Internet InfoMedia on this day in history march 23 1775 patriot patrick henry demands give me liberty or give me death

Revolutionary firebrand Patrick Henry bellowed, “Give me liberty or give me death!” while proposing to fellow Virginia leaders that the colony raise troops to battle the British on this day in history, March 23, 1775. 

“Is life so dear, or peace so sweet, as to be purchased at the price of chains and slavery?” the rousing orator reportedly thundered before the Second Virginia Convention at St. John’s Episcopal Church in Richmond.

“Forbid it, Almighty God! I know not what course others may take; but as for me, give me liberty or give me death!”

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His demand that Virginia form citizen-soldier companies of cavalry and militia in the cause of liberty proved prescient. 

Just four weeks later, on April 19, open hostilities broke out between armed colonists and crown at the Battles of Lexington and Concord in Massachusetts, igniting the American Revolution.

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American political leader Patrick Henry (1736-1799) delivers his patriotic “Give me liberty, or give me death!” speech before the Virginia Assembly, March 23, 1775. (Original artwork printed by Currier & Ives; MPI/Getty Images)

Henry’s fellow Virginian, George Washington, arrived in New England in July to lead its militiamen. 

It was a symbolic and physical union of the far-flung northern and southern colonies in common heroic cause against the age-old system of hereditary monarchy that had ruled the world for time immemorial. 

“I know not what course others may take; but as for me, give me liberty or give me death!” — Patrick Henry, March 23, 1775

Washington most likely heard Henry’s stirring call to arms. 

He was one of about 120 American patriots from Virginia, including Declaration of Independence signatories Thomas Jefferson, Richard Henry Lee and Benjamin Harrison, called to consider the course of the colony’s future at the convention. 

Shot heard 'round the world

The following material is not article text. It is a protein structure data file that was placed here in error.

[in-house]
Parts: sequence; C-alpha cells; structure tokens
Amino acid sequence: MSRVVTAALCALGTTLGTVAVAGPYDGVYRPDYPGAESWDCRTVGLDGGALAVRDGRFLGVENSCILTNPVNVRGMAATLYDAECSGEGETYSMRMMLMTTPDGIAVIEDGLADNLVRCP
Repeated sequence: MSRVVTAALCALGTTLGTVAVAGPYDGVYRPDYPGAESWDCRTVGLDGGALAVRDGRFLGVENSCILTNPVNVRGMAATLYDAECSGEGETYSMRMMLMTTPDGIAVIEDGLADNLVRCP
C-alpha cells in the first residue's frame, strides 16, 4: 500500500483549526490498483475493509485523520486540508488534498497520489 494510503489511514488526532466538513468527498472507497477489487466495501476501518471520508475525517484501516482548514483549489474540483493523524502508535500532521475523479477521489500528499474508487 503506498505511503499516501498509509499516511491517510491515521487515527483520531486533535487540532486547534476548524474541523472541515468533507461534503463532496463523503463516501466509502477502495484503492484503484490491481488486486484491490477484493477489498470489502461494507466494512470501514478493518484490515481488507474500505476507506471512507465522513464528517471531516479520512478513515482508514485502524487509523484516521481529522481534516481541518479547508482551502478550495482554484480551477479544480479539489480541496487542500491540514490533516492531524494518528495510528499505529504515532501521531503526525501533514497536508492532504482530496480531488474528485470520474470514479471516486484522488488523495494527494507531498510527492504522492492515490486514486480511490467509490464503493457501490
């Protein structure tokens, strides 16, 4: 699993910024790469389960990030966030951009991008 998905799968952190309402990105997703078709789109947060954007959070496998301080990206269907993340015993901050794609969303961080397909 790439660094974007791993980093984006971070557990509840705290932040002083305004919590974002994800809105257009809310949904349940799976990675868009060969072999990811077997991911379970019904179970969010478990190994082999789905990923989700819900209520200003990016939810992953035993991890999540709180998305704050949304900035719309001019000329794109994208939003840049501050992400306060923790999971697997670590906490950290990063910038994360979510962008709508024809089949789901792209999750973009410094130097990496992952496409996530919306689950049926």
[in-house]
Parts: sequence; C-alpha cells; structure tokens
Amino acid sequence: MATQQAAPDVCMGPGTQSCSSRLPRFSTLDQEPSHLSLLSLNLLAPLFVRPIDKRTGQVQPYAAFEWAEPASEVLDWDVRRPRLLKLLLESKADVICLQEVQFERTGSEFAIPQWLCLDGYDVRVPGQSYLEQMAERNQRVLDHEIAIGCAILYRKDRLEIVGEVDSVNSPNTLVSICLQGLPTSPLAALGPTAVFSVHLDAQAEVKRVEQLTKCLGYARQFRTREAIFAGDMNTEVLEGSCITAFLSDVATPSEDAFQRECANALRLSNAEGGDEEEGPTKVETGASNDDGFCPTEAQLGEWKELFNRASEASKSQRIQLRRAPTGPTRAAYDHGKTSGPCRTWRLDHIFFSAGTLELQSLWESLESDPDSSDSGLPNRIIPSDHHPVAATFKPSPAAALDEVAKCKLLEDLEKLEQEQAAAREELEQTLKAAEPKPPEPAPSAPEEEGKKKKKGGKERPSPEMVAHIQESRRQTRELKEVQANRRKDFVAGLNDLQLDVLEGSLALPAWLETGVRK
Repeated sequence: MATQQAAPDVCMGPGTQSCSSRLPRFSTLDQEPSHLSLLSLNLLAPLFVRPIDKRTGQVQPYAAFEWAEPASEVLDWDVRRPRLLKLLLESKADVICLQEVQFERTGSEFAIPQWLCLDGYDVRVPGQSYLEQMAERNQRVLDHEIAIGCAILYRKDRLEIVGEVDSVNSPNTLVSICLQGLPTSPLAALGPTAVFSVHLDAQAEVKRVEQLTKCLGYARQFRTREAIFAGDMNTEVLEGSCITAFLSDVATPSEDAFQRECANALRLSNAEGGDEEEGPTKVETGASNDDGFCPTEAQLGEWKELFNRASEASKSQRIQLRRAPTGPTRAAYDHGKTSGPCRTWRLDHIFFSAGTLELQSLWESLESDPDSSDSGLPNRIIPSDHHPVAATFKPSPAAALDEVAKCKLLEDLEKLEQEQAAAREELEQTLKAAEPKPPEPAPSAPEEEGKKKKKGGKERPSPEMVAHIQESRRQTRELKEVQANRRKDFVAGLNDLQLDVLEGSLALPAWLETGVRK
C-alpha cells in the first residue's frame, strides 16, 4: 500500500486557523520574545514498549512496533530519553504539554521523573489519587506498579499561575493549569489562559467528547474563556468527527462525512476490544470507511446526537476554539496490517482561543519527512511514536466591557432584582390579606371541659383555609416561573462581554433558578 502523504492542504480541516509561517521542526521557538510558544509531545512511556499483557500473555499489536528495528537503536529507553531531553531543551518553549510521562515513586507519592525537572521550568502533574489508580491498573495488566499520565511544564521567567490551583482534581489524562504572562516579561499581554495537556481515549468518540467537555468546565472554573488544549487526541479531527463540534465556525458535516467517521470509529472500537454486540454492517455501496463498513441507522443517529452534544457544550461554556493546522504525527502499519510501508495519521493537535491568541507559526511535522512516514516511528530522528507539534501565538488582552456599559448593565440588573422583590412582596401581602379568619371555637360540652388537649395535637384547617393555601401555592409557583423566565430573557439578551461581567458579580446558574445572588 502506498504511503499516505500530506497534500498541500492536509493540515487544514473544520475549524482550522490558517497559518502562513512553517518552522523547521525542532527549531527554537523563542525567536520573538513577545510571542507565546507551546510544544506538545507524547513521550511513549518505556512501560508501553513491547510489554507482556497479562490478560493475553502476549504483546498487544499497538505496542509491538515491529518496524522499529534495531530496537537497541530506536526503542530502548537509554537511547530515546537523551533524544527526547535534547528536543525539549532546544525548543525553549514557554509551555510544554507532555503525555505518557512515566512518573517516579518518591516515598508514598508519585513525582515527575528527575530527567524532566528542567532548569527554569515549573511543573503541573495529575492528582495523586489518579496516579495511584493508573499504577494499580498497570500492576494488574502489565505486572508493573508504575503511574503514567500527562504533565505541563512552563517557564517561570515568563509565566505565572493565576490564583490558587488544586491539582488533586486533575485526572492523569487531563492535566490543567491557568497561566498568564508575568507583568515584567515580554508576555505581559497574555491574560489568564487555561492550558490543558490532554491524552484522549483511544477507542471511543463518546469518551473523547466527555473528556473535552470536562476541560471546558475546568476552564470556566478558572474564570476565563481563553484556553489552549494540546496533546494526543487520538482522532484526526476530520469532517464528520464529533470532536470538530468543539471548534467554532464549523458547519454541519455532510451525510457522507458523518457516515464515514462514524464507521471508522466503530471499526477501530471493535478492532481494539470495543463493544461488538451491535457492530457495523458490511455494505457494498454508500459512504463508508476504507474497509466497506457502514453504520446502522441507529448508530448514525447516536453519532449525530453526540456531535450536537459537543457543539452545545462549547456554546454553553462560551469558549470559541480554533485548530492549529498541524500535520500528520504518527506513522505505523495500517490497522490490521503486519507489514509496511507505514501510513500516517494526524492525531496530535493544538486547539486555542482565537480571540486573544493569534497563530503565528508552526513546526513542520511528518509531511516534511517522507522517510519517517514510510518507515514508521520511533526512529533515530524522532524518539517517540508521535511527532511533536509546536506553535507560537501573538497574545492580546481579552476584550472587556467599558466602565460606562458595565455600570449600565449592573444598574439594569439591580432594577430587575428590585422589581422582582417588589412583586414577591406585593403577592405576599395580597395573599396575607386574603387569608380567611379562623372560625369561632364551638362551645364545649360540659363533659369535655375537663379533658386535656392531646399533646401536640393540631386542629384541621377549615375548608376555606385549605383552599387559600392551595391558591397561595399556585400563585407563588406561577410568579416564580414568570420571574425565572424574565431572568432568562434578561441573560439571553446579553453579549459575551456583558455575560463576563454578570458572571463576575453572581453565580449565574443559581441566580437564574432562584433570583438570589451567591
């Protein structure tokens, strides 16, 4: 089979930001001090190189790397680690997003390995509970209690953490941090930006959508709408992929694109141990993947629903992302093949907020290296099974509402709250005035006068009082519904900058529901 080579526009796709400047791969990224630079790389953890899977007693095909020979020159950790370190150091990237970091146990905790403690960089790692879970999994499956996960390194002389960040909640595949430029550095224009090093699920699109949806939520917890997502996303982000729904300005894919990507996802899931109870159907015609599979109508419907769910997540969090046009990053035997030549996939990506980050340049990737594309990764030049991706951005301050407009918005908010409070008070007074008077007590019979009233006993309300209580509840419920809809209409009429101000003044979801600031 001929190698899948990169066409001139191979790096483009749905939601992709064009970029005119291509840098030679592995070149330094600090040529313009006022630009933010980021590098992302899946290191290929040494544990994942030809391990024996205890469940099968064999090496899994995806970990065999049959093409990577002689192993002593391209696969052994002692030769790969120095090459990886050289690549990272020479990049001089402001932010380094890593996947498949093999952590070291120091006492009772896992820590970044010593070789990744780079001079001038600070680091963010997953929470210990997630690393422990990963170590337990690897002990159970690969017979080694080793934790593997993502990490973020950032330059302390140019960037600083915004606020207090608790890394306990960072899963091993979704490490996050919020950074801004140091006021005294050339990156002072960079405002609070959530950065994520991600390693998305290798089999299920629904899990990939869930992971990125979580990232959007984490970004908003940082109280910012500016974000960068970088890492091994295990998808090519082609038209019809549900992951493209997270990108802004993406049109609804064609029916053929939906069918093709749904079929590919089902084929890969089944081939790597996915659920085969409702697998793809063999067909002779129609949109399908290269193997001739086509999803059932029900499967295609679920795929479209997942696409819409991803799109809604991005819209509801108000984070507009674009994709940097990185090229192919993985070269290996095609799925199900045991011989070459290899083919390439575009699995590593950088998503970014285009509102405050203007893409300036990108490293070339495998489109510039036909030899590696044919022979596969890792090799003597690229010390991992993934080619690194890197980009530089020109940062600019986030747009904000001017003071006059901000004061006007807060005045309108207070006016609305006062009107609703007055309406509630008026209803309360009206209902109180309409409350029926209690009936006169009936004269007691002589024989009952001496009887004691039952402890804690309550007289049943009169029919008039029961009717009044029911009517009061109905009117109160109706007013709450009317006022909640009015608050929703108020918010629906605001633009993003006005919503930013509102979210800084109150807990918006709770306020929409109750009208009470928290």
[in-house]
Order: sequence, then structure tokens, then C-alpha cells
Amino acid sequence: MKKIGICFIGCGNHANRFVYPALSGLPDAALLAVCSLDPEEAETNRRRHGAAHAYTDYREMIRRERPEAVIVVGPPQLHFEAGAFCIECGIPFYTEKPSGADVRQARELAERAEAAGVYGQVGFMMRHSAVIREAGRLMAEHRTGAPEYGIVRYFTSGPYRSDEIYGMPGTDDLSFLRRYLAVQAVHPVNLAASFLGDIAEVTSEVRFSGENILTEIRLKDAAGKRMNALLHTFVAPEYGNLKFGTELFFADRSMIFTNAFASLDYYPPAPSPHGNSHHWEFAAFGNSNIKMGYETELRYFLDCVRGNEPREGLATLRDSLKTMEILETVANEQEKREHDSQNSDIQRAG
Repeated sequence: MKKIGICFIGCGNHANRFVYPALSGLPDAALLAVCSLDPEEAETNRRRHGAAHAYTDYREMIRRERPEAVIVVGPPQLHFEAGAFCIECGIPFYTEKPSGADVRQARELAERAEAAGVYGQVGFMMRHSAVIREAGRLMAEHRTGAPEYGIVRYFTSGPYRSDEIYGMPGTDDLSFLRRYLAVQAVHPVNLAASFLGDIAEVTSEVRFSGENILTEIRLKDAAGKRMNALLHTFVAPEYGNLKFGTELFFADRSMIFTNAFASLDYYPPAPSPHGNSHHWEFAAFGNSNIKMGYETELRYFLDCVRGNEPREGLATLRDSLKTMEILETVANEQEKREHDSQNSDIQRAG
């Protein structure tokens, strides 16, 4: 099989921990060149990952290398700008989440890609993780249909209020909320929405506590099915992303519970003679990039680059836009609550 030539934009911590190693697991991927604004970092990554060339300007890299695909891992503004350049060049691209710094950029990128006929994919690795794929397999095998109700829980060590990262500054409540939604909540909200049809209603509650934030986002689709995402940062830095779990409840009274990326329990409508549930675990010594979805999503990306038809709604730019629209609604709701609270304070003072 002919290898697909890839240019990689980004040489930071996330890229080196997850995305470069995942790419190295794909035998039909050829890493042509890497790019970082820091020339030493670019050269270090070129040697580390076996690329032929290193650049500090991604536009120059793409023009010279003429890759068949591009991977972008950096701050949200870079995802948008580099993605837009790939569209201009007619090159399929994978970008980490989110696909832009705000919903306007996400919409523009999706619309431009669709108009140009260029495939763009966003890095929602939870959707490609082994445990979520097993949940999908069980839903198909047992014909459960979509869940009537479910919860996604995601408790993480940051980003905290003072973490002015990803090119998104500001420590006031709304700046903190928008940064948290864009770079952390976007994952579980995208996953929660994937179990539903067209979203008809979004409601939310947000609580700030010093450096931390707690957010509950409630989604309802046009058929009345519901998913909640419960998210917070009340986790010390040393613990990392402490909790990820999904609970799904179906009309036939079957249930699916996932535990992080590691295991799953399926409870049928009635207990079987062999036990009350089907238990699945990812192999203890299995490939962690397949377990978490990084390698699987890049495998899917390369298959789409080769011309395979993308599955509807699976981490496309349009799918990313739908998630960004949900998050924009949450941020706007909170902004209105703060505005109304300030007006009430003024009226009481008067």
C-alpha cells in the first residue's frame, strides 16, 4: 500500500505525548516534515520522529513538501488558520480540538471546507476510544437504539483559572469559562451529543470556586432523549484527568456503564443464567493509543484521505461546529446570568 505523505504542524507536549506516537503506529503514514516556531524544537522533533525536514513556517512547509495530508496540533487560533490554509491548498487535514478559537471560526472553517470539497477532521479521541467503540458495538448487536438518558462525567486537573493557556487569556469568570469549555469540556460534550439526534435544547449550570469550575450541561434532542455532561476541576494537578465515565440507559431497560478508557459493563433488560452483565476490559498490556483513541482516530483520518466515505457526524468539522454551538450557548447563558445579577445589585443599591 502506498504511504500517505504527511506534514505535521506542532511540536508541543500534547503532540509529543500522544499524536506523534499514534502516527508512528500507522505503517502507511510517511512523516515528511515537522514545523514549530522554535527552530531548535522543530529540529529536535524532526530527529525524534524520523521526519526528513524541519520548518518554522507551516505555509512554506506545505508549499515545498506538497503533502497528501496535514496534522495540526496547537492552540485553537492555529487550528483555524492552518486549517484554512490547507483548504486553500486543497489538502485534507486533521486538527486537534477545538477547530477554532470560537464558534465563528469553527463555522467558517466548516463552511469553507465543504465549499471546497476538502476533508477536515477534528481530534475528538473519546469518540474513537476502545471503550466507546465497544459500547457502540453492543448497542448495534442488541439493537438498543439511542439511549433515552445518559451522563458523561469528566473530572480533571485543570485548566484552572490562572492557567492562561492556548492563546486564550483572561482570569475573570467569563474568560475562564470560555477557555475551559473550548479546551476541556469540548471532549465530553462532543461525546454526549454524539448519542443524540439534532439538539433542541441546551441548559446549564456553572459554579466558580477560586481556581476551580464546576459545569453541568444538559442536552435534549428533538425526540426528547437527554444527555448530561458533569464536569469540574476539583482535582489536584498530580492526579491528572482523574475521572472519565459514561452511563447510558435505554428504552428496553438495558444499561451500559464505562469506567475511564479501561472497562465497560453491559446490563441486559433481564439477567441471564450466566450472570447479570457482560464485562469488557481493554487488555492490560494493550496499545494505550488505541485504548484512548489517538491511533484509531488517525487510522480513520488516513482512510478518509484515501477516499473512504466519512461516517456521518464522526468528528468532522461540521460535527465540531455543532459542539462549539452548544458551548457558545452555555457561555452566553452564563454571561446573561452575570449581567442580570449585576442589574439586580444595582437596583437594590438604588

The first shots of the American Revolution were fired in Lexington, Massachusetts, on April 19, 1775. Print shows line of Minutemen being fired upon by British troops. Engraving, circa 1903. Virginia orator Patrick Henry had called upon his colonists to raise militia only four weeks earlier, famously demanding, “Give me liberty or give me death!” (VCG Wilson/Corbis via Getty Images)

They met in Richmond instead of Williamsburg, then the capital of Virginia, 50 miles away, to avoid the gaze of royal governor Lord Dunmore John Murray. 

“Henry pleaded with the delegates to recognize that the presence of [British] armies and navies was an act of hostility, not of reconciliation,” writes the website of Historic St. John’s Church, where he delivered the stirring oratory. 

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“He warned them that the time for action had arrived, that no matter how weak they perceived themselves to be, they would be even more vulnerable if disarmed and in the presence of the British army.”

St. John’s hosts a reenactment of Henry’s speech every March 23.

“Henry pleaded with the delegates to recognize that the presence of [British] armies and navies was an act of hostility.” — Historic Church of St. John’s

Henry died amid a battle with stomach cancer on June 6, 1799. 

“Every Virginia paper devoted long sections lamenting his loss and the impact he had on American and Virginian society,” writes the American Battlefield Trust. 

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“He may only be known for one speech, but that speech represents a lifetime of work in the pursuit of liberty.”

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